When several vendors in an industry offer similar products or services to the products produced, and businesses maintain some control within the marketplace, this is referred to as monopolistic competition. In this case, the industry is comprised of numerous businesses offering similar services or products; however, their offerings aren’t an ideal substitute. In some instances, this could lead to duopolies.
Visa and MasterCard could be examples of duopoly. They have a monopoly on their respective industries, however neither of them can take on the other.
In a monopolistic , competitive business, the barriers to entering and leaving are usually minimal, and various firms attempt to differentiate themselves by pricing reductions and marketing initiatives. However, since the goods that different companies offer are alike, it is difficult for consumers to discern which one is superior. Examples of monopolistic competition are restaurants, retail stores, and hair salons.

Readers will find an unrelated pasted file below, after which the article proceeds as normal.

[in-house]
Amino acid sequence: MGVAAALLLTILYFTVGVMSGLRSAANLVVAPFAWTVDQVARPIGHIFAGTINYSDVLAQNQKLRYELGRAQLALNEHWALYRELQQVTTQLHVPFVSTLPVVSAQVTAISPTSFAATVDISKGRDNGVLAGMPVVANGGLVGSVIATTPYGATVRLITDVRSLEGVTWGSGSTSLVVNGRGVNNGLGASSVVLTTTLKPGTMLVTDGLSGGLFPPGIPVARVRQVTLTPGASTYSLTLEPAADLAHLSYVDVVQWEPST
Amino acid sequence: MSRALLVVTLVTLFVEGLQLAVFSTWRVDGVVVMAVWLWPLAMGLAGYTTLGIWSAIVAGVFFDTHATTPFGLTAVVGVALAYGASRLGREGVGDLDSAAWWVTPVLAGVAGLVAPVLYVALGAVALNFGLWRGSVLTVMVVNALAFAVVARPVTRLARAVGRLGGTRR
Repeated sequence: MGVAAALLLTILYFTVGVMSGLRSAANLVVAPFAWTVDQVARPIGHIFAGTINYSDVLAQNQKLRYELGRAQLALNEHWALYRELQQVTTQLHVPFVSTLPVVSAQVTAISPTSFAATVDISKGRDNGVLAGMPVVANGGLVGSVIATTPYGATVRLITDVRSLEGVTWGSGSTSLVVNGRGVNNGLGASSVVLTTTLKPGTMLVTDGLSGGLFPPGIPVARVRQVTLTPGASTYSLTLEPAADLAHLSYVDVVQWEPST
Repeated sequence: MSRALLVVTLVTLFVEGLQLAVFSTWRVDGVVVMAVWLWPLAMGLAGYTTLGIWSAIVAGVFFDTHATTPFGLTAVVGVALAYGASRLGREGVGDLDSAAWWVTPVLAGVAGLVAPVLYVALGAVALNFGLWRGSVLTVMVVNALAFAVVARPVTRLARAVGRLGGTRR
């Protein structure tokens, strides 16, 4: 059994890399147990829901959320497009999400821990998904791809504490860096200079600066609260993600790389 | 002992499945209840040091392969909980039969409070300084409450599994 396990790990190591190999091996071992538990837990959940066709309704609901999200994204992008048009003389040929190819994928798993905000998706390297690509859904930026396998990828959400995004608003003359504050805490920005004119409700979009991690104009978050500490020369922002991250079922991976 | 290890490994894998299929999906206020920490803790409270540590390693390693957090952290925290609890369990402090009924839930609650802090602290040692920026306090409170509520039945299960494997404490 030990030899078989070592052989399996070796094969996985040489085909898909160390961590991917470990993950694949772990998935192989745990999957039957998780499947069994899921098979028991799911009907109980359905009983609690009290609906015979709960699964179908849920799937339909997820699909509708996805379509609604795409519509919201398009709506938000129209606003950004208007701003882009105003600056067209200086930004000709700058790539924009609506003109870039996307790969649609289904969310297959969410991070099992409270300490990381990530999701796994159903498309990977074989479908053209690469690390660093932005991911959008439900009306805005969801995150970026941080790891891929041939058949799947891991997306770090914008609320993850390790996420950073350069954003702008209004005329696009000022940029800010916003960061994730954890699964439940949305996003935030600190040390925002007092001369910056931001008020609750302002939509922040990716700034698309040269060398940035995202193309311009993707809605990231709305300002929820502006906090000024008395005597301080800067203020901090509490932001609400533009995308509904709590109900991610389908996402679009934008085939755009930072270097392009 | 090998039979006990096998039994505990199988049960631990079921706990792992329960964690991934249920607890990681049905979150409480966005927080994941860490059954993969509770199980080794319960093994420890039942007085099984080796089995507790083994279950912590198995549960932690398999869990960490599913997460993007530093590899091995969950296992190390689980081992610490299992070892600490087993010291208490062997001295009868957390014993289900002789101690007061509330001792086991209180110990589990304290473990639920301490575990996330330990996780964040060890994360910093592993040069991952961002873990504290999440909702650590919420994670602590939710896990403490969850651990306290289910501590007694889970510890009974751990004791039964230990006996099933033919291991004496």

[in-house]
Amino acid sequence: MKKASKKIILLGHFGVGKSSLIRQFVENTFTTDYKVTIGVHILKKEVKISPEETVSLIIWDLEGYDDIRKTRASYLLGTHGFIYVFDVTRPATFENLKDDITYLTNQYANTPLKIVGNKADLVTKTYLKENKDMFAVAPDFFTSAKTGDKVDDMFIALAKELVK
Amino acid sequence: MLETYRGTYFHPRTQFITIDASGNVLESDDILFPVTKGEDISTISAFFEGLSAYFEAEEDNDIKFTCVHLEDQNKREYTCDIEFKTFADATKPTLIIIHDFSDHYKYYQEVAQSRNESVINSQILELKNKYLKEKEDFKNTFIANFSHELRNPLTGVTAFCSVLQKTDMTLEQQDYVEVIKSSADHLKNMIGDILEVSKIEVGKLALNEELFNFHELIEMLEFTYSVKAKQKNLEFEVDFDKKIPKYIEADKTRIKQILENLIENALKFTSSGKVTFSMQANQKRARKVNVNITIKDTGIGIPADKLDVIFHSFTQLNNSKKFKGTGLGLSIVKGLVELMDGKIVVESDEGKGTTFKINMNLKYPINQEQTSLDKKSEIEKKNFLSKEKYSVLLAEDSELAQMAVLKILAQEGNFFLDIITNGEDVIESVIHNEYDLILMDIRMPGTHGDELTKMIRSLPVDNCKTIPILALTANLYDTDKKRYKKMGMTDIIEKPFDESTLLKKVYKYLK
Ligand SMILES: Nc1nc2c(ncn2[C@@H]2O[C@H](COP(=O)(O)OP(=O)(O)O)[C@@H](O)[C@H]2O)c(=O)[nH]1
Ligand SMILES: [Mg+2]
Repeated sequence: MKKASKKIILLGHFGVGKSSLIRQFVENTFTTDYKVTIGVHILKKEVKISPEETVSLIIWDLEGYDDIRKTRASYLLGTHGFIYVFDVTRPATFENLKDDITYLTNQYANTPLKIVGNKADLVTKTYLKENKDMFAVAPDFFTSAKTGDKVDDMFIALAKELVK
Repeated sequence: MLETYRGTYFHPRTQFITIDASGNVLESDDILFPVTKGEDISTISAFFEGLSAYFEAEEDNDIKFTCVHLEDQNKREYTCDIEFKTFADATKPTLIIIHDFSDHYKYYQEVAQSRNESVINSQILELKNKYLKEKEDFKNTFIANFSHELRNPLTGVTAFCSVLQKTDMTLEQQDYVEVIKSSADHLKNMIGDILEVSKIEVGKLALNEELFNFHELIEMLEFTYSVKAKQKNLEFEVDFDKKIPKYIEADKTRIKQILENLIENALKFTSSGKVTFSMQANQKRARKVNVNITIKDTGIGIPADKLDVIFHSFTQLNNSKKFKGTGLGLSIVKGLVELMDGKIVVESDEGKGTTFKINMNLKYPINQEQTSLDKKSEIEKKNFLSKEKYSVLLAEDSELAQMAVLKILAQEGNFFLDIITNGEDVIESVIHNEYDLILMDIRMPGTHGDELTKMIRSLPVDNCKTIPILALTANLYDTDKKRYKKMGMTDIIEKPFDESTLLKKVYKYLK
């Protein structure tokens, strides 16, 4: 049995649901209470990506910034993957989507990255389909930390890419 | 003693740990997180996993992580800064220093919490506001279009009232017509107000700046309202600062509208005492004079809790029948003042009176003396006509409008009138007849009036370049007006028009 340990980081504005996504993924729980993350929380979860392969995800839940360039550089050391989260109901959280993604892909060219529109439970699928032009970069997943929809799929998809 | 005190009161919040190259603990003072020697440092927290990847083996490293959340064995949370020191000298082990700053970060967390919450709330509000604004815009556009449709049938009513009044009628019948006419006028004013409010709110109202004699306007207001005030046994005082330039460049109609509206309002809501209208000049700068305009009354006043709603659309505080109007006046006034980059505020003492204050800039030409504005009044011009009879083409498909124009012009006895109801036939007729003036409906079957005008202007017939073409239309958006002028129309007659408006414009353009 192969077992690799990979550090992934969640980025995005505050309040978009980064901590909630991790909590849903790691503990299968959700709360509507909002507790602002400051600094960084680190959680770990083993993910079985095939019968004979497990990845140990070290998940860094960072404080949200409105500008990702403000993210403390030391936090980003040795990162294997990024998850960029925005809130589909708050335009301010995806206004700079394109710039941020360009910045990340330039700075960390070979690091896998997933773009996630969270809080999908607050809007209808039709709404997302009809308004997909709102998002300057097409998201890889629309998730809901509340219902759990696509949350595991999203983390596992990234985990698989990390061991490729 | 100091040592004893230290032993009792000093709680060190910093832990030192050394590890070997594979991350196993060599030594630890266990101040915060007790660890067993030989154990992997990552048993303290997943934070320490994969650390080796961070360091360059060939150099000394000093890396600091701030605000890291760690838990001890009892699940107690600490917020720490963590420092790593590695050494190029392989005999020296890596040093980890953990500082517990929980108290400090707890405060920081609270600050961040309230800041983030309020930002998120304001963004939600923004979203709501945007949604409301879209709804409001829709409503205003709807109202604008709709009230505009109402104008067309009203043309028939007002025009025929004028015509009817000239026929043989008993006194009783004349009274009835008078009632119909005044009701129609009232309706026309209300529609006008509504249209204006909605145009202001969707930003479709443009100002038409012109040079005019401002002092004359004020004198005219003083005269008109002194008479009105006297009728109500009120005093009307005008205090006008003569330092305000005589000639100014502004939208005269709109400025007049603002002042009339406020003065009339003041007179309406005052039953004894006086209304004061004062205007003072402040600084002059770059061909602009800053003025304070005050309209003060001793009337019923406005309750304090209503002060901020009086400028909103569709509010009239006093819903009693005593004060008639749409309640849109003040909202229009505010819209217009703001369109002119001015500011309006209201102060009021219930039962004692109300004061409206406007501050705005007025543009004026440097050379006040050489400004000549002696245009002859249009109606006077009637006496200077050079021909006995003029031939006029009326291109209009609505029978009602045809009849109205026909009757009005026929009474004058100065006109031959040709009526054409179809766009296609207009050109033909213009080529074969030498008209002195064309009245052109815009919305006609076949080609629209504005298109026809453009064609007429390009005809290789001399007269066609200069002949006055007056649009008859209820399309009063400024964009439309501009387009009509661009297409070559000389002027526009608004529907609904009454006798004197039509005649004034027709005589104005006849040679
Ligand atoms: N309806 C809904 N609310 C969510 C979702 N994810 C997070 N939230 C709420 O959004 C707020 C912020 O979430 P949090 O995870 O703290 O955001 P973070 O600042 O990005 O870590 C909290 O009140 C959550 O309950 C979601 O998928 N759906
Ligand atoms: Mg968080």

The Natural Monopoly
A natural monopoly can develop. A business with high fixed or start-up costs, relies on exclusive raw materials or technologies, or is highly specialized, may result in an natural monopoly.
Businesses that hold patents for their products that hinder competitors from making the same product may have monopoly advantage. Pharmaceutical companies rely on patents in order to cover the cost of development and research.
The Government-Sanctioned Monopoly
Public monopolies are often set by governments in order to provide essential services and products. The U.S. Postal Service was established as one, however, it has lost a lot of its exclusivity since the rise of private carriers like United Parcel Service and FedEx.